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    The original premise of this thread was that lithium-ion batteries are too dangerous to use, thus we should stop using them. This would be along the lines of using hydrogen gas in dirigible balloons, which stopped once helium became more cheaply available. My argument is that lithium-ion batteries are not so dangerous that the risk can't be managed easily and cheaply. When I say the risk can be "managed" I mean "reduced such that the benefit/risk ratio is acceptable". The original post mentioned that alkaline or nimh batteries are safer. This is certainly true, but it is still a thing that you can use a 9V alkaline battery and steel wool to start a fire, so obviously not 100% safe. Nimh has an energy and power density approximately half of lithium ion, so reasonably bright yet compact lights can be designed around this chemistry. Alkaline are still pretty common for backup lights, but the brightness is limited to 200-300 lumens with fresh batteries, decreasing to half that after a few hours. If that brightness is acceptable, and a 3 C-cell light is compact enough, then that solution has an acceptable benefit/risk ratio (acceptable benefit/very low risk).
     
  9. Popgun Pete

    Popgun Pete Barracuda

    # of Dives: 500 - 999
    Location: Melbourne, Victoria, AUSTRALIA
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    I have thrown them all out, but the "Ultrafire" 18650 batteries (default selection, there were no other choices) had no vented tops, so ergo they had no safety circuit in the battery itself. The simple chargers that plugged directly into the flashlight just had a red led for "on" and some had an instruction on a small piece of paper saying don't charge for over 8 hours or something like that as the number varied. That was it. Some of the chargers out of the box, they were crammed into an el-cheapo carry case with the flashlight and a power lead and a carry strap, did not even work and the led never glowed. By contrast quality cells were a fraction longer and there are two tiny vent holes diametrically opposed in the positive cap on the battery. However one cannot rule out those holes being a dummy on look-a-like fakes. Some rechargeables have lithium polymer cells, but they have lower power density and tend to be much safer and are generally in smaller devices.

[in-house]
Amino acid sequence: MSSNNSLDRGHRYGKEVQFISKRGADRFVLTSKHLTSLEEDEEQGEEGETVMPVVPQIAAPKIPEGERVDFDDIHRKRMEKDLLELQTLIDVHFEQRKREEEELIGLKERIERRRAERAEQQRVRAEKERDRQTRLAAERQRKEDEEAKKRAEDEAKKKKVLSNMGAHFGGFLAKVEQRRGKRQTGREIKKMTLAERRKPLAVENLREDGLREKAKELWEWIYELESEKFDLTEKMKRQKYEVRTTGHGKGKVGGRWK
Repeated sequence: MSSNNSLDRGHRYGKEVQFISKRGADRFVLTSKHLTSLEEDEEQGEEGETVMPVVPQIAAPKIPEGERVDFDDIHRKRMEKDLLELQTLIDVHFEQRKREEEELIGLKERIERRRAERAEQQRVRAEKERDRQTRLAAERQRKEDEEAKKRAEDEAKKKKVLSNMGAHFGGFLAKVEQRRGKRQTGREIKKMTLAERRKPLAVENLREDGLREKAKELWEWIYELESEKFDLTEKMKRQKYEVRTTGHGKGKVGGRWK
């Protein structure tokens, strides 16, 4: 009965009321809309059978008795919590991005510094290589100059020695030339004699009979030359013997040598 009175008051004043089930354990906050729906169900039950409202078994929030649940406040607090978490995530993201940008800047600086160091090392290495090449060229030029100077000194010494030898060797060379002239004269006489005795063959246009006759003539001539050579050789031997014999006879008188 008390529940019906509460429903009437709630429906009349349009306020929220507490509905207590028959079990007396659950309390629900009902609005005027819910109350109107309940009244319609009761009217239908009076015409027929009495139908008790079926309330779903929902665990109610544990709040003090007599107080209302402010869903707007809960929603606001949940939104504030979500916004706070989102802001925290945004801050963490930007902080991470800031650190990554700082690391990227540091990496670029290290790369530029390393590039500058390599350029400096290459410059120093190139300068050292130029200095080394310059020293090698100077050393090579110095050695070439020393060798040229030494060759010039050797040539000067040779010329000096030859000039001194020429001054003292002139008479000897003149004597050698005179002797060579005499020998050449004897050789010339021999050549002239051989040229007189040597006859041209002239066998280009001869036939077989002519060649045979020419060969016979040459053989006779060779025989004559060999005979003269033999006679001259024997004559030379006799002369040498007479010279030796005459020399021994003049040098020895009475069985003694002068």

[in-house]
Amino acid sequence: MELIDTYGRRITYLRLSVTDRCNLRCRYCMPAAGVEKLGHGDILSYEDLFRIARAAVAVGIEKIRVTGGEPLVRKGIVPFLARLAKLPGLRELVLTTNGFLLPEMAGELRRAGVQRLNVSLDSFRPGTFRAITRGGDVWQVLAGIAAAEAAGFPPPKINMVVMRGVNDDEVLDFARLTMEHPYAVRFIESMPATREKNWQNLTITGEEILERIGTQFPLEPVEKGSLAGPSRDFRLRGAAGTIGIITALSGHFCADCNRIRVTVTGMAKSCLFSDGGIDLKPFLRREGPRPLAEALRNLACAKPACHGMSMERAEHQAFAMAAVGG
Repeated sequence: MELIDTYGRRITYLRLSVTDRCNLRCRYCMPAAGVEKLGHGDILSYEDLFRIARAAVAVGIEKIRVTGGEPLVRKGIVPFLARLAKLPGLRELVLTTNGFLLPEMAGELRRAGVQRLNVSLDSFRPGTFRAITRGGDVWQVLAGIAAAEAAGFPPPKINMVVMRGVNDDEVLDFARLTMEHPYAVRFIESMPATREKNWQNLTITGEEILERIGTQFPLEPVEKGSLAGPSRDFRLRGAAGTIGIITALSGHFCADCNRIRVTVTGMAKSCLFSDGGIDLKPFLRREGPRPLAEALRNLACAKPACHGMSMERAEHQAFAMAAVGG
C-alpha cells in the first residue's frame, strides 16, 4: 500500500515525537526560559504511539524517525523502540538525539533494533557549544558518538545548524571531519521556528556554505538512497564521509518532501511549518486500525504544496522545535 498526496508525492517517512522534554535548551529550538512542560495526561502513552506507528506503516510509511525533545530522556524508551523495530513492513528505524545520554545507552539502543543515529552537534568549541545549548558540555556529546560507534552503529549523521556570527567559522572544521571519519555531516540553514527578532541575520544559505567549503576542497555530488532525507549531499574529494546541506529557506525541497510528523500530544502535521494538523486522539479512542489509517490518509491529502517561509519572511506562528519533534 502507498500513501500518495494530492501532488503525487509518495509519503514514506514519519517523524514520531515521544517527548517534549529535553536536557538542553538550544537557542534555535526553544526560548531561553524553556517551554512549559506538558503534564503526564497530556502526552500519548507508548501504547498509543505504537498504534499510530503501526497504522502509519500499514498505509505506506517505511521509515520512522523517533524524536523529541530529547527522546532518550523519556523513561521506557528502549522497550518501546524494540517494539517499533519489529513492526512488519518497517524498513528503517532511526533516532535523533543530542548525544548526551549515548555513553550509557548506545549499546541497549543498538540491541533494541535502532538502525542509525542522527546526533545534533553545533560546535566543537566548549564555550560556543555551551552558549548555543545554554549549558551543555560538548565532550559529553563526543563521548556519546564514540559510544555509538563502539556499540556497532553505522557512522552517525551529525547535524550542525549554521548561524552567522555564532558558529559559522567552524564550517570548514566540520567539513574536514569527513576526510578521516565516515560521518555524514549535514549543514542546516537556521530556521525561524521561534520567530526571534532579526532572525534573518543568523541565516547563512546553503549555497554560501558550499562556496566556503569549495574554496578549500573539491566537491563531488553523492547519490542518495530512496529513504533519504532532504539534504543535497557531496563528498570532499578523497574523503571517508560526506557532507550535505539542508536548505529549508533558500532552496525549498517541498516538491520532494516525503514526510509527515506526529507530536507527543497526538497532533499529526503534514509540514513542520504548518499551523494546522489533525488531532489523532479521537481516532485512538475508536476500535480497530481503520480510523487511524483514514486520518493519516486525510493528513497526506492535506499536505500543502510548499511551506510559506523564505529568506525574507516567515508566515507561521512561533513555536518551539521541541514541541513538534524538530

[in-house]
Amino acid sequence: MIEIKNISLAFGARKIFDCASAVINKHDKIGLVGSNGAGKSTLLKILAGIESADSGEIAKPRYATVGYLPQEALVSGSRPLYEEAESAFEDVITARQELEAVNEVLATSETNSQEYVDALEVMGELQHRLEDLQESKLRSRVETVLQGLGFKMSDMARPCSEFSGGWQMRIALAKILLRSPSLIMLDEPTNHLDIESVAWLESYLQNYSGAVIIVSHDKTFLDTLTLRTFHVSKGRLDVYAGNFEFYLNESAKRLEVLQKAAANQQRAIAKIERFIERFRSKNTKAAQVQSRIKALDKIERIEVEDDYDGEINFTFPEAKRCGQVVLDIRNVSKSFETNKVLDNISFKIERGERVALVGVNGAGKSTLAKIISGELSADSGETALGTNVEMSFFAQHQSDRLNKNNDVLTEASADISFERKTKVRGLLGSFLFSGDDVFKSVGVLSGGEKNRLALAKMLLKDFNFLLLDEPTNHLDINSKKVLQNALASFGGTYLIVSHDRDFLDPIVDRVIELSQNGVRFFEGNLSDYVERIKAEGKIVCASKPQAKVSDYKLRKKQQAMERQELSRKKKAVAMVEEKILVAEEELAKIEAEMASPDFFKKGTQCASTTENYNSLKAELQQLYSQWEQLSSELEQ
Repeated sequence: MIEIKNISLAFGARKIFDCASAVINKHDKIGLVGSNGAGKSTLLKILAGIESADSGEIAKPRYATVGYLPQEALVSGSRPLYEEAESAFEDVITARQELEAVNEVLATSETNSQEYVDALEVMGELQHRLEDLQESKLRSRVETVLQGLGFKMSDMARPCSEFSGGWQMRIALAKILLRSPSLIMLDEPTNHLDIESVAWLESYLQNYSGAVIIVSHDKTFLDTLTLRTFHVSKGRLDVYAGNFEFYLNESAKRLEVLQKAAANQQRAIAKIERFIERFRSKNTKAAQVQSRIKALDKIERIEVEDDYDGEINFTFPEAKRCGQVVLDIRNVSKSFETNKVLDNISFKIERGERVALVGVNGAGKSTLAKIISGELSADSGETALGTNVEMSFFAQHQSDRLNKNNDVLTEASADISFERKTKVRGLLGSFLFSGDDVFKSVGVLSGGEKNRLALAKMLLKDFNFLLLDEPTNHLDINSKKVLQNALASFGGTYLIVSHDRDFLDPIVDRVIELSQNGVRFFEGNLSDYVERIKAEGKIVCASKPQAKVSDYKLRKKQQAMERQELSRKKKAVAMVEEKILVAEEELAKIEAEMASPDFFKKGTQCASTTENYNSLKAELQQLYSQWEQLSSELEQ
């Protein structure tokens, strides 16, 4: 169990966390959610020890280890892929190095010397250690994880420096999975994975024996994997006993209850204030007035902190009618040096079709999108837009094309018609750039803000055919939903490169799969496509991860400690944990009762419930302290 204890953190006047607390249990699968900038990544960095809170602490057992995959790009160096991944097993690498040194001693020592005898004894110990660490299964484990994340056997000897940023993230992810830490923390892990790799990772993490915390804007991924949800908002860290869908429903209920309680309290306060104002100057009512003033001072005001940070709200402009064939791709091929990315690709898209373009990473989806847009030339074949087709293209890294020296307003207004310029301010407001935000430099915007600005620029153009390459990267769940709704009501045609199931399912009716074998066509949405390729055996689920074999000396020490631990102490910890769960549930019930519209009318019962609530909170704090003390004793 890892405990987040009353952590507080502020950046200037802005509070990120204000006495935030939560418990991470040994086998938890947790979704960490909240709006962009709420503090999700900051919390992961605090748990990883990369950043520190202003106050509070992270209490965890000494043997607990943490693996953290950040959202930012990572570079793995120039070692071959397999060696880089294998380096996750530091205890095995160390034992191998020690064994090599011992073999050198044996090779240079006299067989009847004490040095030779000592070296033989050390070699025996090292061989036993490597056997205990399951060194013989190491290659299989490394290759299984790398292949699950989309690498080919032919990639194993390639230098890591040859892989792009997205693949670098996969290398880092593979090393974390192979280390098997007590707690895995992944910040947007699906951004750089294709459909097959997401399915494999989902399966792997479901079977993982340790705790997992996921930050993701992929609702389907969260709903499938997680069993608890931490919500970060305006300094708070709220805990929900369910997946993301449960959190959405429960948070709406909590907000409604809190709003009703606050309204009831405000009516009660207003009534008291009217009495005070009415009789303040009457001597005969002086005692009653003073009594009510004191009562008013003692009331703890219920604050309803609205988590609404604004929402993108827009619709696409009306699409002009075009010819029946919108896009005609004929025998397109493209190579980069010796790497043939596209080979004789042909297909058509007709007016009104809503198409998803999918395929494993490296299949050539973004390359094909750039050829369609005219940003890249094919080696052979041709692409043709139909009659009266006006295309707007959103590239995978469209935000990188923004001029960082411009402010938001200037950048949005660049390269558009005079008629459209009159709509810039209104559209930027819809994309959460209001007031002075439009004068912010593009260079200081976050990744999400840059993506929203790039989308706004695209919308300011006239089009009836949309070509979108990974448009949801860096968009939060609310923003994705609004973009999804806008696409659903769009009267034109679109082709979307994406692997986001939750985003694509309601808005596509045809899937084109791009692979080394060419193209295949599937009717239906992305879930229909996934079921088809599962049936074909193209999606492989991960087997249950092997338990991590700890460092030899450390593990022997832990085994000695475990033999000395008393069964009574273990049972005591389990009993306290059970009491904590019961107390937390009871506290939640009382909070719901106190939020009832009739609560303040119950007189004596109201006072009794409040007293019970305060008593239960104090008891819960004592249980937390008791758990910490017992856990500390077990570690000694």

The problem batteries seem to be in the set 18650 AND lithium ion, although the fatter 26650 cell may also suffer from bad clones, they use the same chargers.
     
  10. dmaziuk

    dmaziuk Orca

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    My understanding is that if they have to vent, they may vent fire, i.e. vents don't make them "safe".

    FWIW half of my Ultrafires are now at the point where a fresh charge doesn't last long enough for a bike ride home in the evening, but they took a few years to get there. Using a nitecore charger with just the LEDs, no fancy display -- amazingly, no fires to date!